The 1870s were difficult for the University. Enrollment remained flat through most of the decade at about 400 students, and land sales failed to bring in enough money for the endowment. Deficits were absorbed by cutting faculty salaries, and the trustees did not affirm the regent’s larger vision. Gregory had grown more convinced of the value of the emerging German research model and wanted the state to have a true university, “where knowledge and science are discovered and perfected, as well as a center for its dissemination.” While not yet using the word “research,” Gregory wanted Illinois to be part of the transformation that created the modern university. But his vision of a comprehensive university spread the young institution’s limited resources too thin.
While Gregory had early on encouraged student government, students grew restless over compulsory chapel and military drills, along with the ban on fraternities and other social activities. Such unrest, coupled with continuing clashes with trustees and legislators, led Gregory to resign in 1880. His wishes were to be buried on campus, and he rests near Altgeld Hall, under a marker inscribed, “If you seek his monument look about you.”
Peabody and Burrill
In 1878, Gregory had hired Selim Hobart Peabody (1829–1903) as a professor of mechanical engineering and physics, in what was becoming one of the best engineering schools in the nation. On Gregory’s resignation, the trustees appointed Peabody regent. The University was in debt in the 1880s, with little endowment and not enough state appropriations. Peabody strengthened its finances by selling some of the land grants, thus tripling University income. He also succeeded in having the name officially changed to the University of Illinois in 1885, although he fought the law that allowed for the popular election of University trustees, which passed in 1887. An authoritarian president, Peabody continued to ban fraternities and enforce military drills and compulsory chapel. He also resisted the trend toward the elective system for courses. In the face of student unrest and unpopularity with alumni, the trustees asked for Peabody’s resignation in 1891.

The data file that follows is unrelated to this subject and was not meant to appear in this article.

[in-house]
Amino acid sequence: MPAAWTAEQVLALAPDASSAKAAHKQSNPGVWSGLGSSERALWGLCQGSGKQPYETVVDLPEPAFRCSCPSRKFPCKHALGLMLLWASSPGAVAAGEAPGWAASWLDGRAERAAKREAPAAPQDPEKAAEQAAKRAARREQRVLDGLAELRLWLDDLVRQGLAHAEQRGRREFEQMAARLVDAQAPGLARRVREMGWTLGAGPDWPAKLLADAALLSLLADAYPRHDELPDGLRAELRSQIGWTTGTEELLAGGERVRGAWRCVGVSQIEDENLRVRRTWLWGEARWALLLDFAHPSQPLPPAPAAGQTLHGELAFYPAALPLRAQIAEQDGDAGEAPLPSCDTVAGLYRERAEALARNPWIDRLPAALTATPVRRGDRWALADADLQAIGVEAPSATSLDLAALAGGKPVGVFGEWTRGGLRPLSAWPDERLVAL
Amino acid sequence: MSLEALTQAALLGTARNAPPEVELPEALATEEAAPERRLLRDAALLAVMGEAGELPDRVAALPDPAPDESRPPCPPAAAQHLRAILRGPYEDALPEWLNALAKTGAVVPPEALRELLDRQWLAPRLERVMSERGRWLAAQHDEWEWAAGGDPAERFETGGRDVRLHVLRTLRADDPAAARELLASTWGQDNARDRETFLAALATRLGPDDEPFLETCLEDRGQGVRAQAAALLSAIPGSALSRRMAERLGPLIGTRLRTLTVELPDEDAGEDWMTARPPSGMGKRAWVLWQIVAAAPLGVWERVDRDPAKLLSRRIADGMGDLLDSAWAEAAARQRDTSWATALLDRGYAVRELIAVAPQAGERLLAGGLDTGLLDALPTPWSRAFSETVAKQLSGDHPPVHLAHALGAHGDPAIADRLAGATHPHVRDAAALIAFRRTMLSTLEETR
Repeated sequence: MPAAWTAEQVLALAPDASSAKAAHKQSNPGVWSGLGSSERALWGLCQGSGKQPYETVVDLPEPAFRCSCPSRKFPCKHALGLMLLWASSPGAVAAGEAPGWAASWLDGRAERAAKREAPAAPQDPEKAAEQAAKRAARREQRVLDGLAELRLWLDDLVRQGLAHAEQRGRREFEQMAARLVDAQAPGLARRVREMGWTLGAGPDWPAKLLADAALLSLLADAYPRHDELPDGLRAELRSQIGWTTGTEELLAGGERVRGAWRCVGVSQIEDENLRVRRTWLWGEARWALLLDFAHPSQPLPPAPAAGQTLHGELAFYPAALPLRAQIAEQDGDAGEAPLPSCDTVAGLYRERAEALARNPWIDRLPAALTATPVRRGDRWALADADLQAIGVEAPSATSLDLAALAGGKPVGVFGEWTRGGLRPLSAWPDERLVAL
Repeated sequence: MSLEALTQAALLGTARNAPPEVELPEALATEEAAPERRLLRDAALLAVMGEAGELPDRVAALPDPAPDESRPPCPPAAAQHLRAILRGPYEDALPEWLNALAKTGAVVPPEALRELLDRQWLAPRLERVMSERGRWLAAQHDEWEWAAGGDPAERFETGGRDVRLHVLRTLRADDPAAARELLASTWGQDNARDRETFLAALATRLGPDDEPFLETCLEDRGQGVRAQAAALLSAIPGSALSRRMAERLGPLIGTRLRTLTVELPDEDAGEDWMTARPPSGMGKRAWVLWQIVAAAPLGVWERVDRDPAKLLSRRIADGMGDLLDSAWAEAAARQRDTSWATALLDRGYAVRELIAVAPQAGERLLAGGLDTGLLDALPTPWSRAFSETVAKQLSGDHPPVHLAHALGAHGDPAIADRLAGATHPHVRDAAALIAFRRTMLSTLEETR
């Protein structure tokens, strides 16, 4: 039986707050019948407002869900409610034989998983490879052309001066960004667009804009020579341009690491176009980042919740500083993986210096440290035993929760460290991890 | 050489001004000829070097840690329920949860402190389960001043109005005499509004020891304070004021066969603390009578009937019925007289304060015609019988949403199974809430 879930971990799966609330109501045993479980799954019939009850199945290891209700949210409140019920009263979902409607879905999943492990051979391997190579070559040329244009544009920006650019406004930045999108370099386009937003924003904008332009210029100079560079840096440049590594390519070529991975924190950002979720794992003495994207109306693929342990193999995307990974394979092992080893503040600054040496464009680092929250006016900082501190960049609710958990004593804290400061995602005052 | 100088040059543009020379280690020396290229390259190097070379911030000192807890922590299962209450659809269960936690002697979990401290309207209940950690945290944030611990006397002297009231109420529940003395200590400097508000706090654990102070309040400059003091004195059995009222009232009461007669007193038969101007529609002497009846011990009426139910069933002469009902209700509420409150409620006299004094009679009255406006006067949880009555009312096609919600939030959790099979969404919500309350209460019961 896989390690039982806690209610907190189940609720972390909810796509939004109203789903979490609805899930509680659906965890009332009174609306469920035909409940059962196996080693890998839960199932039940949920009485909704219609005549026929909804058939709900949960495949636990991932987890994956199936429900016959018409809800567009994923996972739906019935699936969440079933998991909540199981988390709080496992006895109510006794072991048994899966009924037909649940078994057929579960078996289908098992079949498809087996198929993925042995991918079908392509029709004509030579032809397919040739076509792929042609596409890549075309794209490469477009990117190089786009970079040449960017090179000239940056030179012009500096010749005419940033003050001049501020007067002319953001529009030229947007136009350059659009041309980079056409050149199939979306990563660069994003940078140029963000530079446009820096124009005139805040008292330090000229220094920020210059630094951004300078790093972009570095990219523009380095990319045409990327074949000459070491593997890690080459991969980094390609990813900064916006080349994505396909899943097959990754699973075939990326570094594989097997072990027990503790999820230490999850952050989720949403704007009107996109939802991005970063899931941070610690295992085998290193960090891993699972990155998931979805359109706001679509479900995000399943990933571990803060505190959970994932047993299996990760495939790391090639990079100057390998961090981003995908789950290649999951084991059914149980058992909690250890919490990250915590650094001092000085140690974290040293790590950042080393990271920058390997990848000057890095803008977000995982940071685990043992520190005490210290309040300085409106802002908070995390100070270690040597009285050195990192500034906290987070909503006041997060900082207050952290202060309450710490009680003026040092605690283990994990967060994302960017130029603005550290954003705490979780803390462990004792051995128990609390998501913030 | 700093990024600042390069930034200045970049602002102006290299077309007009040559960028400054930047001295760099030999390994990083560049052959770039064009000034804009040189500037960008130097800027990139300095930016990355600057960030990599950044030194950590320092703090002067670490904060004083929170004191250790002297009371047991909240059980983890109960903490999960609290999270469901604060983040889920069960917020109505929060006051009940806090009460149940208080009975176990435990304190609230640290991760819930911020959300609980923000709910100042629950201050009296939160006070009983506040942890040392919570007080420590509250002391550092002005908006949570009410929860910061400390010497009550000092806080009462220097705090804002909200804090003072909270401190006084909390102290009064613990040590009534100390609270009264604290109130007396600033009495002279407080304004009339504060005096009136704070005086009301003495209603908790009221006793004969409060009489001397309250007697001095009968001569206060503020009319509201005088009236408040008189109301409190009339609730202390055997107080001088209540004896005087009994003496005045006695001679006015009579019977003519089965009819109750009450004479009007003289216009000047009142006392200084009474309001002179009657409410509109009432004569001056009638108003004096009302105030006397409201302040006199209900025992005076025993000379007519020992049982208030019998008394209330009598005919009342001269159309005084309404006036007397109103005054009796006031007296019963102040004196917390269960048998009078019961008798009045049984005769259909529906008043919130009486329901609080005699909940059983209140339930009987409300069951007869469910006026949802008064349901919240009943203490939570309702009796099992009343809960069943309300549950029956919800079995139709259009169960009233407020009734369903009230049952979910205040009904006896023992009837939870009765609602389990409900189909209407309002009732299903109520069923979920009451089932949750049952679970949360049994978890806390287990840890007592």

Seeking a prominent successor, the trustees spent three years looking for a man with a national reputation. In the interim, they appointed Thomas J. Burrill (1839–1916) as acting regent. Burrill was a professor of botany and horticulture and a pioneer in the field of plant pathology. In response to student demands, he lifted the ban on fraternities and relaxed military requirements for upper classmen. Burrill also encouraged the development of intercollegiate athletics. He improved relations with the faculty by creating a tenure system and salary classifications, as well as by increasing faculty self-governance. The University also benefited from better federal support. The Hatch Act of 1887 provided needed assistance for agricultural extension, and the Land-Grant College Act of 1890 increased funding by thousands of dollars a year. The State of Illinois increased its biennial appropriations, putting the University on a solid financial foundation.
Andrew Sloan Draper
In 1894, the trustees appointed Andrew Sloan Draper (1848–1913), naming him the first president of the University of Illinois. They had been seeking a nationally known scholar like Woodrow Wilson, but they settled for an administrator. Draper had not attended a university, instead taking a year’s law course before moving into politics in his native state of New York. He served briefly as a judge, then on the Albany school board, before becoming New York State’s superintendent for public instruction from 1886-92. He then headed Cleveland’s schools.
Draper’s grasp of legislative politics served him well in Illinois. His lack of formal education did not prevent him from hiring strong faculty and expanding the University’s offerings, including adding graduate courses, the schools of law, music and library science, and negotiating affiliations with the Chicago-based, for-profit colleges of medicine, dentistry and pharmacy in 1896 and 1897. State appropriations grew substantially, from nearly $300,000 in 1893 to more than $1.1 million 10 years later. The undergraduate population expanded from around 500 to almost 1,500 during Draper’s term.
The growth of the faculty and the strengthening of the college deans, combined with Draper’s authoritarian rule, led to clashes over educational policy. Draper resigned in 1904 and became commissioner of education for New York State. During the 10 years of Draper’s administration, the University of Illinois grew from a small college to a modern university. As historian Winton Solberg wrote, the “foundation had been laid” and it “was poised for takeoff.”
Fred W. Beuttler, Ph.D., ’83 las, served as the associate university historian at UIC from 1998-2005. He currently is the associate dean of Liberal Arts Programs at the Graham School of Continuing Liberal and Professional Studies at the University of Chicago.